Just for information, the picture below shows what happens on the plunger and ball valves downhole in more detail:
Simulations and analysis of results
This 1DOF-model is driven by a velocity driver that acts on the joint at the pinion shaft, as the engine itself is not modelled. These kind of pumps were used for different kind of depths at diverse pumping speeds. So, it was decided here to use an average value of n = 15 strokes per minute which requires as well for the velocity driver a turning speed of φ = 15 turns per minute.
The continuous driven pinion shaft leads to a deformed velocity of the rod movement because of the pinion axis being in a backward position which creates an upstroke that occurs in approximately 195° of crank rotation. The rod velocity is shown in the following picture.
The maximum velocity for the upstroke is lower, about 1.5 m/s, than for the down stroke, about 1.8 m/s. This unconformity is desired. It supports the lifting movement as there is now less physical work necessary .
Forces acting on the model were those acting on the rod. Friction within the mechanism is neglected here. In the literature often all those rod forces were combined to a so called “polished rod load” which contains:
- The weight of the rod string
- A buoyant force that reduces the rod weight
- Mechanical and fluid friction forces along the rod string
- Dynamic forces occurring at the string
- The fluid load on the pump plunger
In the model the rod weight and the weight reducing buoyant force were combined to an typical mass value of about m_rod = 3000kg. The fluid load is estimated to be about m_fluid = 6000kg.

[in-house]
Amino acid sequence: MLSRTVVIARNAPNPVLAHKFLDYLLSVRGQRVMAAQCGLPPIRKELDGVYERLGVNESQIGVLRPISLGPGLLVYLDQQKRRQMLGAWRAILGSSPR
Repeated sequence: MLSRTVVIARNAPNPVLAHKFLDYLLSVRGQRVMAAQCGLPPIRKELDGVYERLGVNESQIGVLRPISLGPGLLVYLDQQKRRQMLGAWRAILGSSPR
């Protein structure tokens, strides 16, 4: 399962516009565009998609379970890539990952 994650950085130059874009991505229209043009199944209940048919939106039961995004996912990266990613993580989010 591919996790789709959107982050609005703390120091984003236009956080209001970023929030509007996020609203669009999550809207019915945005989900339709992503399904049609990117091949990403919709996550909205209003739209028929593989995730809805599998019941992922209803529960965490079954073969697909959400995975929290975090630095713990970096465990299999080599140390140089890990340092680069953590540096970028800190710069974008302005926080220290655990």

Friction forces depend on the moving direction of the rod and consists mainly of the friction between rod and fluid and between the fluid and the wall (the latter only during the rising stroke). Therefore two different friction parameters have been used in the simulation.
In general it is a hard or even impossible problem to obtain the friction parameters of a working pump. They depend on several aspects as the fluid composition and the pump equipment condition which were quite variable. So in this case they were chosen to achieve average maximum and minimum values of the polished rod loads. These in total on the rod acting forces were depicted in the following picture.
The according to amount minimum forces lie around 26 kN the maximum is at about 90 kN. In the diagram the value is always negative because the forces were acting downwards all the time. They reach their largest amount during the upstroke when the weight acting on the rod is increased due to the fluid’s mass and velocity and the friction acts downwards as well. During the down stroke the weight is reduced and friction forces reduce the total forces even more as it is acting against the down movement.
With the simulation it is possible as well to determine the required momentum auf the driving engine. The driving engine is connected to the pinion shaft via a belt drive. The pinion momentum can be transferred to the engine’s momentum using the radiuses of the pulleys. The result is shown in picture:
During the upstroke the momentum reaches its highest amount of about 5000 Nm. For the down stroke a lower momentum of about 3000 Nm is required to maintain the velocity.
A video of the simulation can be found following the link below:
The aims of the project have been achieved. During the process a working model has been developed and reaction forces on the rod within their realistic boundaries have been simulated. Additionally the required momentum at the engine to maintain the pump’s velocity has been obtained.